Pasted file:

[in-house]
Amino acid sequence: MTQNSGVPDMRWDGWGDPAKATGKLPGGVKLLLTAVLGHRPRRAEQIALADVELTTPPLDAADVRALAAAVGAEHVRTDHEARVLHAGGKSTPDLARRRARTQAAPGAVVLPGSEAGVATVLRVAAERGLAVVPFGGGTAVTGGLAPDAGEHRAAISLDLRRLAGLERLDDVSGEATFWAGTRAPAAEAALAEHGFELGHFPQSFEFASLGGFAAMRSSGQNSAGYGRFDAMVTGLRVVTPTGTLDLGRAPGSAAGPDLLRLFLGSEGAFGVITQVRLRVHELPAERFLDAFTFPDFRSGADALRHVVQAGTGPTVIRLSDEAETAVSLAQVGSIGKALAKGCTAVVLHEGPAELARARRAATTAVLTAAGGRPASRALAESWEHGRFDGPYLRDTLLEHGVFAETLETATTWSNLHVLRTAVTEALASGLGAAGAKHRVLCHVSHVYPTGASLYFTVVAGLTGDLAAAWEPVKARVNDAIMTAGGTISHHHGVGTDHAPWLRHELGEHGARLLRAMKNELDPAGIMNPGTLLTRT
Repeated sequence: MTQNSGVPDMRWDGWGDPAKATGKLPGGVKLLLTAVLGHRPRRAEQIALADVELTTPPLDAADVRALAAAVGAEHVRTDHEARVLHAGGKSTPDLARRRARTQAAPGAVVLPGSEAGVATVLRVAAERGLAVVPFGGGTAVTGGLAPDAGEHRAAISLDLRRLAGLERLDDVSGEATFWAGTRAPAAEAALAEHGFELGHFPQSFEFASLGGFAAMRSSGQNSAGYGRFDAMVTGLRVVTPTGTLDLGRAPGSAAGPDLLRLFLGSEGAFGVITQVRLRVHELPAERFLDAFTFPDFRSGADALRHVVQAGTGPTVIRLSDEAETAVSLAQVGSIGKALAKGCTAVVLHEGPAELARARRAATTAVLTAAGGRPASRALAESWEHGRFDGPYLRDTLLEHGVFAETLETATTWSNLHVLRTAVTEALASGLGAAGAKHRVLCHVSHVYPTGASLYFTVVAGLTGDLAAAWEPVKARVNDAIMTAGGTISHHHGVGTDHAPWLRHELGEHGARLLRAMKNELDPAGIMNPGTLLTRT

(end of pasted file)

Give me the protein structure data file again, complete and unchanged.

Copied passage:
[in-house]
Amino acid sequence: MTQNSGVPDMRWDGWGDPAKATGKLPGGVKLLLTAVLGHRPRRAEQIALADVELTTPPLDAADVRALAAAVGAEHVRTDHEARVLHAGGKSTPDLARRRARTQAAPGAVVLPGSEAGVATVLRVAAERGLAVVPFGGGTAVTGGLAPDAGEHRAAISLDLRRLAGLERLDDVSGEATFWAGTRAPAAEAALAEHGFELGHFPQSFEFASLGGFAAMRSSGQNSAGYGRFDAMVTGLRVVTPTGTLDLGRAPGSAAGPDLLRLFLGSEGAFGVITQVRLRVHELPAERFLDAFTFPDFRSGADALRHVVQAGTGPTVIRLSDEAETAVSLAQVGSIGKALAKGCTAVVLHEGPAELARARRAATTAVLTAAGGRPASRALAESWEHGRFDGPYLRDTLLEHGVFAETLETATTWSNLHVLRTAVTEALASGLGAAGAKHRVLCHVSHVYPTGASLYFTVVAGLTGDLAAAWEPVKARVNDAIMTAGGTISHHHGVGTDHAPWLRHELGEHGARLLRAMKNELDPAGIMNPGTLLTRT
Repeated sequence: MTQNSGVPDMRWDGWGDPAKATGKLPGGVKLLLTAVLGHRPRRAEQIALADVELTTPPLDAADVRALAAAVGAEHVRTDHEARVLHAGGKSTPDLARRRARTQAAPGAVVLPGSEAGVATVLRVAAERGLAVVPFGGGTAVTGGLAPDAGEHRAAISLDLRRLAGLERLDDVSGEATFWAGTRAPAAEAALAEHGFELGHFPQSFEFASLGGFAAMRSSGQNSAGYGRFDAMVTGLRVVTPTGTLDLGRAPGSAAGPDLLRLFLGSEGAFGVITQVRLRVHELPAERFLDAFTFPDFRSGADALRHVVQAGTGPTVIRLSDEAETAVSLAQVGSIGKALAKGCTAVVLHEGPAELARARRAATTAVLTAAGGRPASRALAESWEHGRFDGPYLRDTLLEHGVFAETLETATTWSNLHVLRTAVTEALASGLGAAGAKHRVLCHVSHVYPTGASLYFTVVAGLTGDLAAAWEPVKARVNDAIMTAGGTISHHHGVGTDHAPWLRHELGEHGARLLRAMKNELDPAGIMNPGTLLTRT